scene, his retirement in Canada
, is a loss to his friends, but a still greater loss to his country,
Hardly inferior in influence to Parliament itself is journalism.
I do not conceive of Mr. John Morley
as made for filling that position in Parliament which Mr. Goldwin Smith
would, I think, have filled.
If he controls, as Protesilaos in the poem advises, hysterical passion (the besetting danger of men of letters on the platform and in Parliament) and remembers to approve “the depth and not the tumult of the soul,” he will be powerful in Parliament; he will rise, he will come into office; but he will not do for us in Parliament, I think, what Mr. Goldwin Smith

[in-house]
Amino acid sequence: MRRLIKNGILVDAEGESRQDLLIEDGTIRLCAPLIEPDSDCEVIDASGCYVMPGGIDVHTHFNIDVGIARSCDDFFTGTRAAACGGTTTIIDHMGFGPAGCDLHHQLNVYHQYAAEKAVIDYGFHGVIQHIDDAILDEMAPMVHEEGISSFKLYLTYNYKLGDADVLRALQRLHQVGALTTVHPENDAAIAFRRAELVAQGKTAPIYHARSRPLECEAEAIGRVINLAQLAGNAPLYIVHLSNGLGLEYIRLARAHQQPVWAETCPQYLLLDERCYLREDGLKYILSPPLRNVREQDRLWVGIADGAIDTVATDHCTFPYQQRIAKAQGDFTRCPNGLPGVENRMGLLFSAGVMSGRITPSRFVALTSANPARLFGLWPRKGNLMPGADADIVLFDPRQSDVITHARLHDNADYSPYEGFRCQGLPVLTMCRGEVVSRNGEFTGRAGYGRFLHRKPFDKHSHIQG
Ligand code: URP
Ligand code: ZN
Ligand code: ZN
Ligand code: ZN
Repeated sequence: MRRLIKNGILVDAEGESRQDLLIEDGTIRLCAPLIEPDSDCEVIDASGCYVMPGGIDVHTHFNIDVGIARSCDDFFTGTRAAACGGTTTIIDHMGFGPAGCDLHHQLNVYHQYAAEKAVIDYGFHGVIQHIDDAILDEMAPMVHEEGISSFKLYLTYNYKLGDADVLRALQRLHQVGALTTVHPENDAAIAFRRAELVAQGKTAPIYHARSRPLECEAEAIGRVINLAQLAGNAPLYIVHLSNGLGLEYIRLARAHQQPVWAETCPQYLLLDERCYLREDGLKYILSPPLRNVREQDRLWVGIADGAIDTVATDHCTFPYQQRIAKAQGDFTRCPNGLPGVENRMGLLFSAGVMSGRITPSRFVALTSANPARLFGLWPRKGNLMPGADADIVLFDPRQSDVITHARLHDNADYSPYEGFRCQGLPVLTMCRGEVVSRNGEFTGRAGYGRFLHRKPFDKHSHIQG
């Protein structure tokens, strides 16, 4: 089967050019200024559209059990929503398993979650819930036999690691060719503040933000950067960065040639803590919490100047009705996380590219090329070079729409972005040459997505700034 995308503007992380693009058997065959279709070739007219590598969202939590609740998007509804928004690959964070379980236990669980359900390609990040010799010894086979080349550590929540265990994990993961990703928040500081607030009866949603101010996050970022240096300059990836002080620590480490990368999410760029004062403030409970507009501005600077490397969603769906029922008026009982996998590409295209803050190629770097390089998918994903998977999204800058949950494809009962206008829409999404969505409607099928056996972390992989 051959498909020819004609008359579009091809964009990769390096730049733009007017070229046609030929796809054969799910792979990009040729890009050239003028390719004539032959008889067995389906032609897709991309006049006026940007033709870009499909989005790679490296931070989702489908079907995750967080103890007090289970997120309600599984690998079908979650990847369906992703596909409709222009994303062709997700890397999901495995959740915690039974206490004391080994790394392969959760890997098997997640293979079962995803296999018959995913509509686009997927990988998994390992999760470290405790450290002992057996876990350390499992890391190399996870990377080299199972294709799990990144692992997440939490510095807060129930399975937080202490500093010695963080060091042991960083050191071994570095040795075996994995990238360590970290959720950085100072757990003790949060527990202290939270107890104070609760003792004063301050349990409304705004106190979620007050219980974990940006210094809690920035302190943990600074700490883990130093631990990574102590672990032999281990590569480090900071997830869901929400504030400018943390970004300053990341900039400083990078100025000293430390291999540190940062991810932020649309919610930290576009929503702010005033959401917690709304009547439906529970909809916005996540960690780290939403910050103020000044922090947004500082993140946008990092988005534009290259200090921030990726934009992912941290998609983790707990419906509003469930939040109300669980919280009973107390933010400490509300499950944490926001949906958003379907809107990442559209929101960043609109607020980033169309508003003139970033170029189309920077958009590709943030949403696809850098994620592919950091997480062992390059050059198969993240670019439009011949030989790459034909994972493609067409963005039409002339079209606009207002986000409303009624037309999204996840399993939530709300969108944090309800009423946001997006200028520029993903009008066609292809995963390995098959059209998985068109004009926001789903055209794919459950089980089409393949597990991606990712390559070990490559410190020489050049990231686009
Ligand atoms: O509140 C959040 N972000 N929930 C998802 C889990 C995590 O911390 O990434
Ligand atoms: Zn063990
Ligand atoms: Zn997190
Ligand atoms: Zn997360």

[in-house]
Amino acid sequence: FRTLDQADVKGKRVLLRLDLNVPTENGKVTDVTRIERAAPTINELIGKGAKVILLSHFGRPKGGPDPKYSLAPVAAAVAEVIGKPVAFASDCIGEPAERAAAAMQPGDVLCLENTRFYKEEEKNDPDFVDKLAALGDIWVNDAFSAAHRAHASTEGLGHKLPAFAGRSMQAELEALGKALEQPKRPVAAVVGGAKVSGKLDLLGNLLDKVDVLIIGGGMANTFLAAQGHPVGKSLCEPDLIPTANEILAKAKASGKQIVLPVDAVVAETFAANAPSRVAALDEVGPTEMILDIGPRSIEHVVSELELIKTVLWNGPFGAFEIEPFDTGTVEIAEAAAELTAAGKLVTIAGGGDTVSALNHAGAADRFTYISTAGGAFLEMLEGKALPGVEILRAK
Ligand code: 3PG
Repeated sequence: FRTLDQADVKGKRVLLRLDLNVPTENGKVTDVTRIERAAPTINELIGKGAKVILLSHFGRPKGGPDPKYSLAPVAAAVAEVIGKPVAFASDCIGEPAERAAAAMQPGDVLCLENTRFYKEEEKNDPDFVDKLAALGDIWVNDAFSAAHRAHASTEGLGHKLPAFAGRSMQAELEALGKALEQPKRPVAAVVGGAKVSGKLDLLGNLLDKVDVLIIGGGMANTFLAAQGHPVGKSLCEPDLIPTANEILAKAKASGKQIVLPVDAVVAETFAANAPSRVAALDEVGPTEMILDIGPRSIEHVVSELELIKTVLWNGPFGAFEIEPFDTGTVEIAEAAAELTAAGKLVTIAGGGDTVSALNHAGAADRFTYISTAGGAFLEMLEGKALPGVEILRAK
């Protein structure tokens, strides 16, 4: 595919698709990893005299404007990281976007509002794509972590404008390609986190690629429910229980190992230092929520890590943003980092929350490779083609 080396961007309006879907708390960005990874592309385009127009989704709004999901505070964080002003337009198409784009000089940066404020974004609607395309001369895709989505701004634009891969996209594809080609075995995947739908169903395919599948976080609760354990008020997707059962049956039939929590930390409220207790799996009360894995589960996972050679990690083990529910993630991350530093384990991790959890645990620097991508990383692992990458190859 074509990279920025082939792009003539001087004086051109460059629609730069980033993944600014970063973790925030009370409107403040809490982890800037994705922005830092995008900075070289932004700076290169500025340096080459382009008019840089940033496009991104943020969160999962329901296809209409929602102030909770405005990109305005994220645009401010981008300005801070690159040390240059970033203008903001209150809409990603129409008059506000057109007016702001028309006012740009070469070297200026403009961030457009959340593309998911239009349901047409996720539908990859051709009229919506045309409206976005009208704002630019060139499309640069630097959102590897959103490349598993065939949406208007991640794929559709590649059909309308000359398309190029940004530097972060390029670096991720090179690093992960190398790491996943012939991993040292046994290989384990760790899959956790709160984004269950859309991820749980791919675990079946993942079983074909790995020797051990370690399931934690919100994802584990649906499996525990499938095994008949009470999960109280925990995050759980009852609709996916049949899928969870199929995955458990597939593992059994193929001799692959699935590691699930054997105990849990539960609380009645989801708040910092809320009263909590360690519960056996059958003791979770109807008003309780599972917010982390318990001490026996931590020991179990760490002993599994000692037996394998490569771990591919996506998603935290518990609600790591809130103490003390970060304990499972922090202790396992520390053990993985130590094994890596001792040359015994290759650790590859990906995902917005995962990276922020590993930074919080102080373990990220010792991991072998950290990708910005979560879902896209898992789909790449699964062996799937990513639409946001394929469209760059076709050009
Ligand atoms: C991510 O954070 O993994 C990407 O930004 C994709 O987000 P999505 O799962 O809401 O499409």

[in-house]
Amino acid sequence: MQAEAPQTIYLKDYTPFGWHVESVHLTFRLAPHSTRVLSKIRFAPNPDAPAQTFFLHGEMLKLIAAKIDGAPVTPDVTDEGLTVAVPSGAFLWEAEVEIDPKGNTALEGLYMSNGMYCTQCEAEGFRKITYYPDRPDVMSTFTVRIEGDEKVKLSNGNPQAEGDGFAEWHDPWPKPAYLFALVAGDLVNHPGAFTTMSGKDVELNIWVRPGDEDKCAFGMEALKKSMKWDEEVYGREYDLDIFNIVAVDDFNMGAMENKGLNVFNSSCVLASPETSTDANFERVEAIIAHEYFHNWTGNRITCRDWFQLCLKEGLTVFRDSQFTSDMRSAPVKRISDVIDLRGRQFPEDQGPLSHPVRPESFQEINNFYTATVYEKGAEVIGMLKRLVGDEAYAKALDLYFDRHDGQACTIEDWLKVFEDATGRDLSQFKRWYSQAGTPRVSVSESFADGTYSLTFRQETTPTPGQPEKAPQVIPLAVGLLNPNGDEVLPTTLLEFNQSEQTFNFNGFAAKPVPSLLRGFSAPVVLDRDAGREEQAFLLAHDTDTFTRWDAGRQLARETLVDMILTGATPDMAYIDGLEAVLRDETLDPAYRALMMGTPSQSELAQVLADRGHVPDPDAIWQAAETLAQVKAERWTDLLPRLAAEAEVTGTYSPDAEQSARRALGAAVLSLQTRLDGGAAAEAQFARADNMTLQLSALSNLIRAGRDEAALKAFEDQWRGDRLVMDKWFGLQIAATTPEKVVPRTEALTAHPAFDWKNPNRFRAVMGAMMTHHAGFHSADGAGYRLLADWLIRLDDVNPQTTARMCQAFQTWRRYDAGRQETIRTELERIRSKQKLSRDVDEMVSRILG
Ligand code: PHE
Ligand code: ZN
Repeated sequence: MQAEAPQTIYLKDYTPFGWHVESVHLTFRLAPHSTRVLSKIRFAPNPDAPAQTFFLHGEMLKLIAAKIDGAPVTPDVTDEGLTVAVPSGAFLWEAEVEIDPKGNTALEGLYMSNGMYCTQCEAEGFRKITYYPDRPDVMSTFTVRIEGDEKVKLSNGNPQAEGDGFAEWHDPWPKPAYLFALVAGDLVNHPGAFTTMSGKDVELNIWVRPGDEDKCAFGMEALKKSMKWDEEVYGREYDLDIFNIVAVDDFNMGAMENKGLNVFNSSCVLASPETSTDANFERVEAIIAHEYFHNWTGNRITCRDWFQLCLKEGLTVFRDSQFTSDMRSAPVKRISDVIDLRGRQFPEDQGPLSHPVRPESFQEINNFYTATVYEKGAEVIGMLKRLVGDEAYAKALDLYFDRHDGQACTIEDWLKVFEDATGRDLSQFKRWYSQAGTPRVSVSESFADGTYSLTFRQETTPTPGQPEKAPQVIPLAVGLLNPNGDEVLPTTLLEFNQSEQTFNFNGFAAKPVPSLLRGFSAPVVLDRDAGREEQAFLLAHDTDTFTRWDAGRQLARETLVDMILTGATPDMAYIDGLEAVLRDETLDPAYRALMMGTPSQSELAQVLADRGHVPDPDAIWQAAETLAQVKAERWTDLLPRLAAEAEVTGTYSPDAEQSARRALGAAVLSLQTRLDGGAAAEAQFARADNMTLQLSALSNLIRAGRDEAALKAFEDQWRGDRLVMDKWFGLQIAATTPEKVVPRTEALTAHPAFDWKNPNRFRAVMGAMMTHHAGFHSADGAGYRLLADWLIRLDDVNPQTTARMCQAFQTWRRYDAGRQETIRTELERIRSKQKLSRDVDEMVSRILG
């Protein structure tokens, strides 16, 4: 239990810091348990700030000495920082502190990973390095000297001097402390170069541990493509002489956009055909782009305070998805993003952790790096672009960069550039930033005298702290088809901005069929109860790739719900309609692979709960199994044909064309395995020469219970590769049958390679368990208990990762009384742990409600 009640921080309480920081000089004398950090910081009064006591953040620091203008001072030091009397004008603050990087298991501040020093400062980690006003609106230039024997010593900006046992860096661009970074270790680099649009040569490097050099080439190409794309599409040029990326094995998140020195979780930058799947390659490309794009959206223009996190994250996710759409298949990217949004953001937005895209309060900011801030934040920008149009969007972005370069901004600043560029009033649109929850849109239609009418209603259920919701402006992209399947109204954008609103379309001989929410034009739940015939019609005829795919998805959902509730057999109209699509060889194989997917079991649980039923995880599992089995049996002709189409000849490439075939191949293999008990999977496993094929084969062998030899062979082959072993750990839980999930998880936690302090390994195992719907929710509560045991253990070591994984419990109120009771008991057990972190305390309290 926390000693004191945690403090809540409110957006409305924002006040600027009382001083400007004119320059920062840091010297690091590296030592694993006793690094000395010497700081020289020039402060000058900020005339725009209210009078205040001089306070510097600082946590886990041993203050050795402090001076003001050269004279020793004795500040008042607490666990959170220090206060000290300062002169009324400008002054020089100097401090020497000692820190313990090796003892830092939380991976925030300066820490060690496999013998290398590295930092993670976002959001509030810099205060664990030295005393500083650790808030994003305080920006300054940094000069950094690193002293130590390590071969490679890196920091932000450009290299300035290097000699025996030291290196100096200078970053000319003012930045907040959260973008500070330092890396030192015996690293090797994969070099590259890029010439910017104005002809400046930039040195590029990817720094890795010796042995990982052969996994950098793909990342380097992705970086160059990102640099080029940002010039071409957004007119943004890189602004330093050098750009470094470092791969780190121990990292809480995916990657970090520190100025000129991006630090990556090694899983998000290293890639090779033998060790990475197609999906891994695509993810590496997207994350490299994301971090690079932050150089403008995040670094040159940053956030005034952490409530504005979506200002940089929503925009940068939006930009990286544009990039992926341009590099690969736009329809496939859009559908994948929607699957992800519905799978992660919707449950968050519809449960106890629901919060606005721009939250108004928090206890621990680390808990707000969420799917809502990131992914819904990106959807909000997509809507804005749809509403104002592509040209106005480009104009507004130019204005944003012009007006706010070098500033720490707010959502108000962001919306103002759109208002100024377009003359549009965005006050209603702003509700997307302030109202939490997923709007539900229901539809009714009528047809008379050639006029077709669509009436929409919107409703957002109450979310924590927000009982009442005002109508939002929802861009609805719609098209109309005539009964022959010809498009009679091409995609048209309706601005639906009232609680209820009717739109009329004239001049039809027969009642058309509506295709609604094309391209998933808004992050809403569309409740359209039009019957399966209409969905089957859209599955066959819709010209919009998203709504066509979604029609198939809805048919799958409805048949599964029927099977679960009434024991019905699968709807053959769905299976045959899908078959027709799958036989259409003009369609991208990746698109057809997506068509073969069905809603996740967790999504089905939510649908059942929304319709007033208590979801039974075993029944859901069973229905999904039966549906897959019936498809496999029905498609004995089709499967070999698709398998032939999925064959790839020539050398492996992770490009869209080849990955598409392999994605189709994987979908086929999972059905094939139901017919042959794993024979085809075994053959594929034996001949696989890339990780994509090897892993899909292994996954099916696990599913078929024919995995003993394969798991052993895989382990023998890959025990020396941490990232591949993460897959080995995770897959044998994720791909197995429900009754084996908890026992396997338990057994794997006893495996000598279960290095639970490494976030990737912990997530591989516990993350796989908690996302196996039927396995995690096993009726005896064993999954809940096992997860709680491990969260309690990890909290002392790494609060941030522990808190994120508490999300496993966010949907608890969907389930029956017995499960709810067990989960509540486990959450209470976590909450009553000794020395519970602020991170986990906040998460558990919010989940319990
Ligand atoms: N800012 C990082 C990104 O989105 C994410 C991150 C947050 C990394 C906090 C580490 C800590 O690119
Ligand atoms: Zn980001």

would have done.
He is too much of a partisan.
In journalism, on the other hand, he was as unique a figure as Mr. Goldwin Smith
would, I imagine, have been in Parliament.
As a journalist, Mr. John Morley
showed a mind which seized and understood the signs of the times; he had all the ideas of a man of the best insight, and alone, perhaps, among men of his insight, he had the skill for making these ideas pass into journalism.
But Mr. John Morley
has now left journalism.
There is plenty of talent in Parliament, plenty of talent in journalism, but no one in either to expound “the signs of this time” as these two men might have expounded